Nathan Lee Bush, well said and thanks for sharing. It is the future, but I am shooting my next film on C500 then with one right after that on Film and C500, the combo Hybrid. Really looking forward to not having to trailblaze another system from the ground up. They canned that Audi spot, political issues in the agency.
Shane, I’ve been reading and watching these comparison videos all night w/ my girlfriend (who is also a fashion and portrait photographer) and we were blown away by some results. What I’m really digging are the varieties of comparisons and the standards with comparing skin tones and highlight clipping/roll-off based on real world results, not just charts.
Seriously speaking, I’d love to come join you and the crew for a Canon Magic Lantern RAW comparison for the 5DIII and 50D vs the other digital and analog emulsions. On jobs I’ve found it to be invaluable and it would possibly be great additional data for young Cinematographers looking for that high-tier step up in workflow and quality.
These are beautiful, man. Just give the word and I’m out to Cali to meet you guys haha.
Kahleem Poole-Tejada, it is great to hear from you my friend. Thank you for your kind words. I have done more test for my next feature in Pittsburgh and I am locked into shooting the C500 only in 2K from now on. 4K is dead to me. Wanted to believe it, but still not sold, shot NFS in 4K but finished in 2K to lose the video quality. We shot some test with the hack and it was very unstable, had a pink hue to all footage, then shot with the MK II hack and had great results. I am out of town until Nov. 10th on two movies back to back, the testing will have to go on the back burner.
Ah so you’re converted to C500 in 2k as well?!
That’s the second time that I’m hearing this preference. Rodrigo Prieto said the same thing for the Sophia Loren short film too. He’s found the C500 RAW is better due to the 12bit increased color depth, being more important than increased resolution (at 10bit).
Interesting stuff. Working with RAW more I’m finding it hard to deal with 10bit now after working on 12bit and 14bit files. It’s a very different world.
Bad-ass tests, Shane. Seriously love these.
Kahleem Poole-Tejada, but my findings were much different. The 12 BIT is bullshit, there is no added color depth what so ever. The 10 BIT and the 12 BIT you could not tell even when we stretched the image to break it. So 2K 10 BIT for me from now on, no 12 BIT.
It seems like a lot of the qualities you love about the C500 are shared with the C300. Would you agree? I ask because I shoot television, and the difference in cost between the two can usually upgrade the lenses I get to shoot with, which, in my mind, would make a far greater impact on a finished image than recording raw, at 4k, or in 12bit color (again, I shoot television).
Either way, I share your enthusiasm for the entire EOS cinema line. Thank you so much for giving back! These tests are so incredibly helpful.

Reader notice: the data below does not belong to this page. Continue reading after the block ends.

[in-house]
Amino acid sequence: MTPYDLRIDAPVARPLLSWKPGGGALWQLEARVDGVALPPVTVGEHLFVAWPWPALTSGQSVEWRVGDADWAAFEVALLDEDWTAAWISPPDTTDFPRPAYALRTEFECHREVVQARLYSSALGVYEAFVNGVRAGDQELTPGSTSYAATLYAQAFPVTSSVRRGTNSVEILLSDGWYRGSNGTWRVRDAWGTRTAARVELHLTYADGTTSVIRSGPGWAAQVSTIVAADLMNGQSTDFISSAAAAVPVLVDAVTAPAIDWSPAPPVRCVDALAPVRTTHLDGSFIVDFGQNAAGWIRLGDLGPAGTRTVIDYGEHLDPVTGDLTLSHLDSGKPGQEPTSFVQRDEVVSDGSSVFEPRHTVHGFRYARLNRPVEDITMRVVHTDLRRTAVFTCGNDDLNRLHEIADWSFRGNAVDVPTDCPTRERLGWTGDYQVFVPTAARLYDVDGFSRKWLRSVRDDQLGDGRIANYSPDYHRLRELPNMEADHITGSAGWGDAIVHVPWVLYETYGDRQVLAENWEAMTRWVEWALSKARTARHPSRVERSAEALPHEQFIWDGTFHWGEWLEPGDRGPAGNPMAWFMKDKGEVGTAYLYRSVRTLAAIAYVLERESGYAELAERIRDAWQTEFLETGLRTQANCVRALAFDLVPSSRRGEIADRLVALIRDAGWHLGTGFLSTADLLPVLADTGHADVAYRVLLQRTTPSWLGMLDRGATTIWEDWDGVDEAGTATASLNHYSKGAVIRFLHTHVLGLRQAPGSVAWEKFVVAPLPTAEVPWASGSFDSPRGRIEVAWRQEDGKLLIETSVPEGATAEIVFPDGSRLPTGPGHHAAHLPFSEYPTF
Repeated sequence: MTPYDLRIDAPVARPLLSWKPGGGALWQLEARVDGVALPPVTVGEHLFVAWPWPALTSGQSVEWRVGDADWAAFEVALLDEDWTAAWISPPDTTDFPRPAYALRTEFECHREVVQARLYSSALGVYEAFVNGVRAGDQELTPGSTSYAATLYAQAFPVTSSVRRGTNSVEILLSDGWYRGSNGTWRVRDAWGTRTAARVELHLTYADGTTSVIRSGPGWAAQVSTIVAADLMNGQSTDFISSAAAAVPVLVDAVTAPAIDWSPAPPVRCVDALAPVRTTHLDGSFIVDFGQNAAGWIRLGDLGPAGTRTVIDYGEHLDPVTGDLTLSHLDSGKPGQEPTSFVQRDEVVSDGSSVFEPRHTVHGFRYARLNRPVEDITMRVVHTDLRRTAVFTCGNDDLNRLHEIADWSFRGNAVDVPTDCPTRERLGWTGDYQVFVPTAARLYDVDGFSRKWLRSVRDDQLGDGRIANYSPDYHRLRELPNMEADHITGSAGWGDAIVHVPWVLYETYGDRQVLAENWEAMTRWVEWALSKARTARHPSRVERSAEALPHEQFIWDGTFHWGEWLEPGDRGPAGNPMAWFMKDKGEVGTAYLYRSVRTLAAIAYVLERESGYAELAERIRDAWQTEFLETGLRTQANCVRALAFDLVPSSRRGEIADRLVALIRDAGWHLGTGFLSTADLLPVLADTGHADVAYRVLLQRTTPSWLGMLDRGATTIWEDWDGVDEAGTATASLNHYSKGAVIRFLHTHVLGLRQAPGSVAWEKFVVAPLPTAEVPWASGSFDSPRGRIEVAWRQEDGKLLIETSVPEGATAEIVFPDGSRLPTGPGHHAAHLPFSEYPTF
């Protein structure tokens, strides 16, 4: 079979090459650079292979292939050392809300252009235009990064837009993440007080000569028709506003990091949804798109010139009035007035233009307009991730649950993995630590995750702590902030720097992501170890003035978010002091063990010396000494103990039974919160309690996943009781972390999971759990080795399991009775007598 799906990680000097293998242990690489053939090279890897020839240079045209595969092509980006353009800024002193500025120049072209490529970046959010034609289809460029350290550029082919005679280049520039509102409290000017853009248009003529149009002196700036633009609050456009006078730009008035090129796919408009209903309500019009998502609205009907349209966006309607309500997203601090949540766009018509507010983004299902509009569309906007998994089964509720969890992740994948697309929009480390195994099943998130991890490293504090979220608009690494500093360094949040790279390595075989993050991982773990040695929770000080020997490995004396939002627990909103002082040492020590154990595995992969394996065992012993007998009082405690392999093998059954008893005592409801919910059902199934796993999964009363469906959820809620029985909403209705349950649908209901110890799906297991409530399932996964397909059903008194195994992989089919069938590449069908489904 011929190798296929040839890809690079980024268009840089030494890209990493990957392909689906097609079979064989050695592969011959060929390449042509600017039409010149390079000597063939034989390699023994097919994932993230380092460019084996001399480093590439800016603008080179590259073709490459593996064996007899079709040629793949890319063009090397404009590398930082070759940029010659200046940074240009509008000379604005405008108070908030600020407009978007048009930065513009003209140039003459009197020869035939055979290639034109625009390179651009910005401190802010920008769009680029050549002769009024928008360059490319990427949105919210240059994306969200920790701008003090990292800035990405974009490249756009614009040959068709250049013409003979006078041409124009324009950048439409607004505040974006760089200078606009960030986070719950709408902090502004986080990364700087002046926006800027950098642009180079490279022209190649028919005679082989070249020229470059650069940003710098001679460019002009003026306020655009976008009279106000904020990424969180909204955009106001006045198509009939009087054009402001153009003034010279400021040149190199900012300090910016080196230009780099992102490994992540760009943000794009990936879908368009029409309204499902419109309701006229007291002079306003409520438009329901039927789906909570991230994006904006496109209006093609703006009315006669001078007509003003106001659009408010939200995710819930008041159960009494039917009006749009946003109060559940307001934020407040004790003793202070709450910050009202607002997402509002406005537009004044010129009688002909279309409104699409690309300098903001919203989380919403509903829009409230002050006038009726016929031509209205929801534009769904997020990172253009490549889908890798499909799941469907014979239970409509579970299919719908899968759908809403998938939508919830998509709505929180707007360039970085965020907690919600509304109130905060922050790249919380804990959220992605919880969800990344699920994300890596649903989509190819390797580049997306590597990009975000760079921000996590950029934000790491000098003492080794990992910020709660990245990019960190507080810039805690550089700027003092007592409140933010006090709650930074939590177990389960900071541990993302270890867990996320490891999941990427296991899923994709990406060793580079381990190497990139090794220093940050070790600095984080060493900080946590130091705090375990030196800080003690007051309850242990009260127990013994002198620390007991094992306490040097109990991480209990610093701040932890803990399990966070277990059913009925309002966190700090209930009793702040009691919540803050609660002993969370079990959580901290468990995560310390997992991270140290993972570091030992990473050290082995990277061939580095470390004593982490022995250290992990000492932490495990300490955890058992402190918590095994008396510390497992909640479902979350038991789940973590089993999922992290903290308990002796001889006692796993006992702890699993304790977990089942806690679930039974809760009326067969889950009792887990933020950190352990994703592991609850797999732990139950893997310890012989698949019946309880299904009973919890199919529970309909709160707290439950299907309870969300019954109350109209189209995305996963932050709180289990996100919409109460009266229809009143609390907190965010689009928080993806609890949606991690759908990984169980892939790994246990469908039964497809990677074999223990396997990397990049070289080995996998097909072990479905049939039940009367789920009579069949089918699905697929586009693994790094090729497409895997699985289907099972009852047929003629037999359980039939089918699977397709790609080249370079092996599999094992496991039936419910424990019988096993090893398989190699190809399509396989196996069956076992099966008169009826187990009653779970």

Matt Lowery, yes the C300 has some of the characteristics, but not the BIT depth. Get the C500 shoot on the Gemini at 2K 10 BIT DPX files and it will blow your mind how much it looks like film. I am shooting the camera 2K from now on 4K is dead to me.
Yeah, the C300 8-Bit processing it’s a true pain in the neck at times – I own one, really like it, but I know its limits.
I am trying to shoot an upcoming project on the C500 and I am aiming at shooting it in 2K (from what I’ve seen so far, it looks mighty good: the C300 without the constraints of the C300) – I am very happy to know an accomplished DP like you is going to do the same from now on. I am not fond of 4K myself (I keep thinking it’s a useless gimmick to sell a new slew of TV monitors), yet, if you don’t mind, I’d like to know your full opinion about it.
Emiliano Ranzani, the 2K out of the C500 was far superior to 4K, I will be shooting 2K from now on.
Hey Shane. I loved the test. What lenses do you use when you camera test? Do you have a go to lens or do you test using all of the lenses?
William Chandler Goodrich, Panavision Primo Primes is what we used on the test, but decided to go with the Cooke S4 primes because of budget, but looking back at it, the right choice was Cooke, I love those lenses and will continue to use them over all others if it is right for the story
How are you?
Last semester I had a chance to shoot on kodak 35mm for the first time…when I saw the dailies ..it was so beautiful it brought tears to my eyes…
Have a Happy New Year!
Is there any improvement filming in 2K 444 with pulling the exposure out of the dark? If I exposed for skin tones, then dropped down 3 stops to save clipped areas (uncontrollable sources) in the scene? Do you think that’s why Canon recommends to expose skin tones so low so that it can protect from clipping?
I imagine that is it, but this should not apply to everything and they make it as an overall practice, which I find ridiculous. Underexposing the sensor is not effective.
Shane, I wanted to thank you first of all for you amazing job. Your tests are so worthy and helpful. I will definitely subscribe to your inner circle when I will find time to do that. I’ve got one question for you though: Since the price for the C500 have droppped pretty low (it costs 7000$ now) what would you pick: mini ursa 4.6k or canon c500?
You are very welcome and thank you for your kind words. C500 all Day my friend.